AADHAAR: THE CHOICE THAT ISN’T
Replying on July 8 in the Rajya Sabha after the debate on the Aadhaar and Other Laws (Amendment) bill, 2019, Union law minister Ravi Shankar Prasad expressed his disapproval of the use of “harsh words” by Supreme Court judges. He was likely referring to Justice D.Y. Chandrachud’s dissenting opinion in Justice
K.S. Puttaswamy (Retd) v. Union of India. While the Supreme Court had given a conditional imprimatur to the Aadhaar Act, 2016, Justice Chandrachud, in his opinion, had voted to strike down the law as a whole. In his belief, the government’s introduction of the Aadhaar
Act as a money bill, and its consequential enactment without the Rajya Sabha’s approval, was a “fraud on the Constitution”.
But harsh as the opinion might have been, it scarcely deterred the government from making fresh abuses. Through the amendment bill, which has now been passed by both houses of Parliament, the government has sanctioned a new act of subterfuge. The bill, now awaiting the President’s assent—which will surely come—is beset with a hatful of problems. Chief among them is its silence on the issue of exclusion from welfare due to Aadhaar. By granting the Executive the power to frame regulations to provide for alternative means of identification when
Aadhaar fails to endorse identity, the bill ends up delegating an essential legislative function. In doing so, it continues to treat the Constitution’s promise of a right to life as fungible at best.
The problem is exacerbated by the effort to re-validate private use of Aadhaar. In its original form, the statute, through Section 57, permitted state and private entities alike to use the Aadhaar infrastructure to establish the identity of an individual. The Supreme Court, in Puttaswamy, was aware of the dangers in permitting such use and unanimously declared Section 57 unconstitutional, even while upholding substantial parts of the Aadhaar Act. “Even if we presume that legislature did not intend so, the impact of [Section 57],” wrote Justice A.K. Sikri for the court, “would be to enable commercial exploitation of an individual biometric and demographic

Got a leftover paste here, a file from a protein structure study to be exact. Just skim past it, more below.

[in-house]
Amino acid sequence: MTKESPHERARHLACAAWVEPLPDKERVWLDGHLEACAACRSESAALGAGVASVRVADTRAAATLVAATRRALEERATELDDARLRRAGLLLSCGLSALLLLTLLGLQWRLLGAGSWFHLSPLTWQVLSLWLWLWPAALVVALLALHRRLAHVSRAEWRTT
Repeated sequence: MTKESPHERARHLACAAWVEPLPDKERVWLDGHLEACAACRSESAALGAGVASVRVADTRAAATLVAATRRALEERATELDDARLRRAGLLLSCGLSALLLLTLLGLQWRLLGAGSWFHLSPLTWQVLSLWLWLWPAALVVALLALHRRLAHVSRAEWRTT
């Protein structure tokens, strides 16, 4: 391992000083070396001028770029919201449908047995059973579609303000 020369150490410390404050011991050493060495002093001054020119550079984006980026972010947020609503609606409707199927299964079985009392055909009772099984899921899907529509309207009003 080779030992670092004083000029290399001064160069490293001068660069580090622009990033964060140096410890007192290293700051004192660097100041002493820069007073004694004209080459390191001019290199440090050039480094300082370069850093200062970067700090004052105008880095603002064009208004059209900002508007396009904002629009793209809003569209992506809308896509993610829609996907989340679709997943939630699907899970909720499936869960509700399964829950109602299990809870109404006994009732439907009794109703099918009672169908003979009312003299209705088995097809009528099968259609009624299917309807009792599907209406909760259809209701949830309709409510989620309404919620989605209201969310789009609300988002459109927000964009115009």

information by the private entities.” The court felt, in permitting such use, the law would directly infringe the privacy of these individuals.
The newly proposed amendment circumvents this finding. It practically imposes Aadhaar on the citizenry while paying liberal lip service to making it “voluntary”. The fallacies of the claim become apparent on close examination. Aadhaar, in the new bill soon to become law, is ostensibly ‘voluntary’ because it requires private corporations to secure the consumer’s “informed consent” before using it to verify identity. But in addition, the bill also seeks to amend both the Telegraph Act, which applies to mobile phone operators, and the Prevention of Money Laundering Act, which applies to banks, by permitting the use of Aadhaar as a ‘KYC’ document. The passport, which only a minuscule portion of India’s population owns, is the only other document that can now be used to establish identity—not counting other documents the government may notify in the future. Making Aadhaar practically mandatory carries the enormous risk of exposure through data breaches, a risk only amplified by the lack of independent regulatory control and the fact that there is still no data-protection legislation.
Given that the Supreme Court’s decision to uphold Aadhaar was predicated on striking down Section 57, on a promise that the platform would not be used to enable commercial exploitation and on a continued pledge that the government will not make Aadhaar compulsory, the new amendment is open to a constitutional challenge. By effectively overruling the Supreme Court’s judgment and re-embodying Section
57 in a new form, the bill strikes a blow at the guarantee of the right to privacy, which has now been held to be a fundamental right. This, together with the failure to address the exclusion due to Aadhaar, makes the prospective law distinctly amenable to the Supreme Court’s writ. ■
Suhrith Parthasarathy is an advocate practising in Madras High Court
The new Aadhaar bill effectively overrules the SC judgment and re-embodies Sec. 57; in revalidating its private use, it strikes a blow at the fundamental right to privacy